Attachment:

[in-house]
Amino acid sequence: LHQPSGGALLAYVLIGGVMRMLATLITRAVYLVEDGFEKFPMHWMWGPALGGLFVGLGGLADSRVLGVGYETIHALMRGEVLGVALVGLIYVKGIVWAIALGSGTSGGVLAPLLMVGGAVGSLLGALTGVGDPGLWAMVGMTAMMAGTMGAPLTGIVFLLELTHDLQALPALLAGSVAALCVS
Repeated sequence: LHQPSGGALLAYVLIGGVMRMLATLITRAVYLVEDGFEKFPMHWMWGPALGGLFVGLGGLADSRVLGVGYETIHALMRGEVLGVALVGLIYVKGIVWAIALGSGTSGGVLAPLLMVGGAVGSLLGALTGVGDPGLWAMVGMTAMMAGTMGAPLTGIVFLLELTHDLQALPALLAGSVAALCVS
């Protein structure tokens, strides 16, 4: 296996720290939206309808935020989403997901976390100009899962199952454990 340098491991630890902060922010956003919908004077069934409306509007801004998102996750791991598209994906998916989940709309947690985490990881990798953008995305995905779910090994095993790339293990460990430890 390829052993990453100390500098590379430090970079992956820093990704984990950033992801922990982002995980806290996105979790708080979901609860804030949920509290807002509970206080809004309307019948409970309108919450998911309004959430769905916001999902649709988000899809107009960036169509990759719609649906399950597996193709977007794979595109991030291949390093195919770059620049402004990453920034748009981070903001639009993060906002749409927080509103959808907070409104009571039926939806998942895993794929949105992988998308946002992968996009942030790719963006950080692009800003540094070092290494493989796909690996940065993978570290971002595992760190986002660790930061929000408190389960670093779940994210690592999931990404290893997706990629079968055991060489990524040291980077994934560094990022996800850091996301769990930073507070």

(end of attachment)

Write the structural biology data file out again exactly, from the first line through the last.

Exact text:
[in-house]
Amino acid sequence: LHQPSGGALLAYVLIGGVMRMLATLITRAVYLVEDGFEKFPMHWMWGPALGGLFVGLGGLADSRVLGVGYETIHALMRGEVLGVALVGLIYVKGIVWAIALGSGTSGGVLAPLLMVGGAVGSLLGALTGVGDPGLWAMVGMTAMMAGTMGAPLTGIVFLLELTHDLQALPALLAGSVAALCVS
Repeated sequence: LHQPSGGALLAYVLIGGVMRMLATLITRAVYLVEDGFEKFPMHWMWGPALGGLFVGLGGLADSRVLGVGYETIHALMRGEVLGVALVGLIYVKGIVWAIALGSGTSGGVLAPLLMVGGAVGSLLGALTGVGDPGLWAMVGMTAMMAGTMGAPLTGIVFLLELTHDLQALPALLAGSVAALCVS
């Protein structure tokens, strides 16, 4: 296996720290939206309808935020989403997901976390100009899962199952454990 340098491991630890902060922010956003919908004077069934409306509007801004998102996750791991598209994906998916989940709309947690985490990881990798953008995305995905779910090994095993790339293990460990430890 390829052993990453100390500098590379430090970079992956820093990704984990950033992801922990982002995980806290996105979790708080979901609860804030949920509290807002509970206080809004309307019948409970309108919450998911309004959430769905916001999902649709988000899809107009960036169509990759719609649906399950597996193709977007794979595109991030291949390093195919770059620049402004990453920034748009981070903001639009993060906002749409927080509103959808907070409104009571039926939806998942895993794929949105992988998308946002992968996009942030790719963006950080692009800003540094070092290494493989796909690996940065993978570290971002595992760190986002660790930061929000408190389960670093779940994210690592999931990404290893997706990629079968055991060489990524040291980077994934560094990022996800850091996301769990930073507070």